Ralph Clark, Journal.

Before you ask, Major Ross was the Lieutenant-Governor.

The spelling, especially in Clark's case, represents what the writers wrote.  People didn't have the same hang-ups about spelling back then.

I think there are some interesting conclusions to be reached from studying this, but probably not in a book for 10-year-olds, so I am sharing it here.  If you are a teacher, please feel free to use this, any way you like.

Technical and teacherly matters
There is no copyright on any of this.  If you want to view good copies of the journals, most of these can be sourced from the University of Sydney's SETIS site.  Select the Browse—All link on the left, and then look for the ones where a PDF is available, and either read or save it.

Another source that I have used is Project Gutenberg. That has given me:

  • Arthur Phillip, The Voyage Of Governor Phillip To Botany Bay;
  • John Hunter: An Historical Journal of the Transactions at Port Jackson and Norfolk Island;
  • David Collins: An Account of the English Colony in New South Wales, Vol. 1;
  • David Collins: An Account of the English Colony in New South Wales, Vol. 2;
  • Watkin Tench: A Complete Account of the Settlement at Port Jackson;
  • Watkin Tench: A Narrative of the Expedition to Botany Bay;
  • John White  Journal of a Voyage to New South Wales;
  • George Worgan, Journal of a First Fleet Surgeon.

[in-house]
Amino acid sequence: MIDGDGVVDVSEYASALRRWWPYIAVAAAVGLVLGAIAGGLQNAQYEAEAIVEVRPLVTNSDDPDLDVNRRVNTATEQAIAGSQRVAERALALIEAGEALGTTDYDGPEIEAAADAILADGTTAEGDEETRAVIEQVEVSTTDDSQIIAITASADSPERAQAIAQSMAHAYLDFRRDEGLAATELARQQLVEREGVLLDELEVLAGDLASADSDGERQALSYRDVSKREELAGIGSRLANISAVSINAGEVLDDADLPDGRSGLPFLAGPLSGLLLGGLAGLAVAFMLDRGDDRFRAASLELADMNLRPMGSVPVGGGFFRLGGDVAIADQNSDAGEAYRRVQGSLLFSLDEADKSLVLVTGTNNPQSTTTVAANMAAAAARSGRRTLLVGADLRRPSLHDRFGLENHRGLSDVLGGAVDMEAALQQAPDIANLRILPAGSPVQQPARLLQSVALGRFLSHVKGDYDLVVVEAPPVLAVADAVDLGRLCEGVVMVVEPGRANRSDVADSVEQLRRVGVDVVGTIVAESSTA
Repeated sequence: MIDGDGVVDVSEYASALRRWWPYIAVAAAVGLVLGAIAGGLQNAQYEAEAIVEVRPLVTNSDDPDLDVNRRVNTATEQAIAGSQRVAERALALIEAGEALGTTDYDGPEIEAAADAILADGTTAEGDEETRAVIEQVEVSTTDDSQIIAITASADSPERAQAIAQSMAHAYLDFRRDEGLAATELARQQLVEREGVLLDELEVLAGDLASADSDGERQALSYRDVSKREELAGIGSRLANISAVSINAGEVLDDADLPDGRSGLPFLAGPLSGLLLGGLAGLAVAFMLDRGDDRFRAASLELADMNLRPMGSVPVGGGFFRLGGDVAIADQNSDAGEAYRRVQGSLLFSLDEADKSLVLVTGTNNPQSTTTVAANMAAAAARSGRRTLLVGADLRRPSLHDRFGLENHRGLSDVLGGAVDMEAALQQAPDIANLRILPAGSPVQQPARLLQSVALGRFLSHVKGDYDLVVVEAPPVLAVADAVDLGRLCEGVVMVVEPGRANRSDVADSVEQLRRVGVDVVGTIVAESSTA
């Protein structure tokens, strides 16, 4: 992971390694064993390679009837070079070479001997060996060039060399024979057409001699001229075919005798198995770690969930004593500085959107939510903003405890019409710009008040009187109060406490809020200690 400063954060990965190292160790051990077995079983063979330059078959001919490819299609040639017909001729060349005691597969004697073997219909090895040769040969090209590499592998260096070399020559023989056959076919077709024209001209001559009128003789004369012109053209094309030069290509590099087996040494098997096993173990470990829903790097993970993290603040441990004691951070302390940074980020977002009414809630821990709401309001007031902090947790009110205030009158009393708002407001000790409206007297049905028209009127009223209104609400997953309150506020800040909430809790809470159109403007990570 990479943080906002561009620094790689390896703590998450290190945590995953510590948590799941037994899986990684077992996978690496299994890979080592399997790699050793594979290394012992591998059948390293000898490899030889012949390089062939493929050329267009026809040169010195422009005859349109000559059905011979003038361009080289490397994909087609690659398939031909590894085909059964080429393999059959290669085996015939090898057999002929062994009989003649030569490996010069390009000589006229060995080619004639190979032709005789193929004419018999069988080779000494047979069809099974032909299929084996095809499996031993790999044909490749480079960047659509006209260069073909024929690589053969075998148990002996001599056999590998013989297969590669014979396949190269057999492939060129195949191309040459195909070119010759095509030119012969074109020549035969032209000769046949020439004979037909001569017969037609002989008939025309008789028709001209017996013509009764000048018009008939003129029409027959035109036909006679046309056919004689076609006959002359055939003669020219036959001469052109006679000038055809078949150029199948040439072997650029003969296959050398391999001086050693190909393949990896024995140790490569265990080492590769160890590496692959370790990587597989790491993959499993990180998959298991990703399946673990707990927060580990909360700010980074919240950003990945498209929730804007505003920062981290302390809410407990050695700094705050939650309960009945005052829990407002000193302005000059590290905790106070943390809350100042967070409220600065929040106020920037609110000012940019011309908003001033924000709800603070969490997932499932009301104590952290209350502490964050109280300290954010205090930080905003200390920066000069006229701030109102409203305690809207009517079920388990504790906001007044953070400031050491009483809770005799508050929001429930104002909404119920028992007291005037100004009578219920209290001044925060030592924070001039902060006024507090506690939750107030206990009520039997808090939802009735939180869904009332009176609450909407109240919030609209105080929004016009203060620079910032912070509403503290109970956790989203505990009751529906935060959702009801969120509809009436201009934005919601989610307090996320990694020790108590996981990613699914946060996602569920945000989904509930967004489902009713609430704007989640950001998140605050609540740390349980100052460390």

• Ralph Clark, Journal.

I have cleaned all of these up, using macros in Word, and pasted them into a single file. Then I added these journals in whole or in part from transcripts on the State Library of NSW site: those may be copyright, but my copies are purely for personal research.

  • Smyth  (from State Library of NSW);
  • Bradley (part, from State Library of NSW);
  • Easty  (part, from State Library of NSW);
  • King  (part, from State Library of NSW);
  • Nagle  (part, from State Library of NSW).

These journals and extracts are all in the one big MS Word file (1300 pages, almost a million words).  Each volume has a Heading 1 header, the chapters are Heading 2, and extra markers (for example, when somebody reaches Rio) are Heading 3. This allows me to navigate using Document Map.

And search. The trick is, when I search on some key word like Wilson*, sheep, lightning or salt, I can quickly find the stuff I want.  I had noticed that there were several versions of the lightning strike, but I never expected NINE of them!

I am hoping that with this hint, I may get a few people using IT in a cleverer way to make genuinely new discoveries.

Anyhow, that's why it's been a while (there's also another rather different book in the works, but I'm not discussing that just yet—unless I mentioned sheep wearing Viking helmets so people will mistake them for mad cows and not eat them—shhhh!).  Next week, I'll get back to posting some off-cuts from Australian Backyard Naturalist.


* Wilson, or Bun-bo-e was a convict who, when his time expired, went to live among the Aborigines and became an initiated man. I am exploring his story at the moment as well.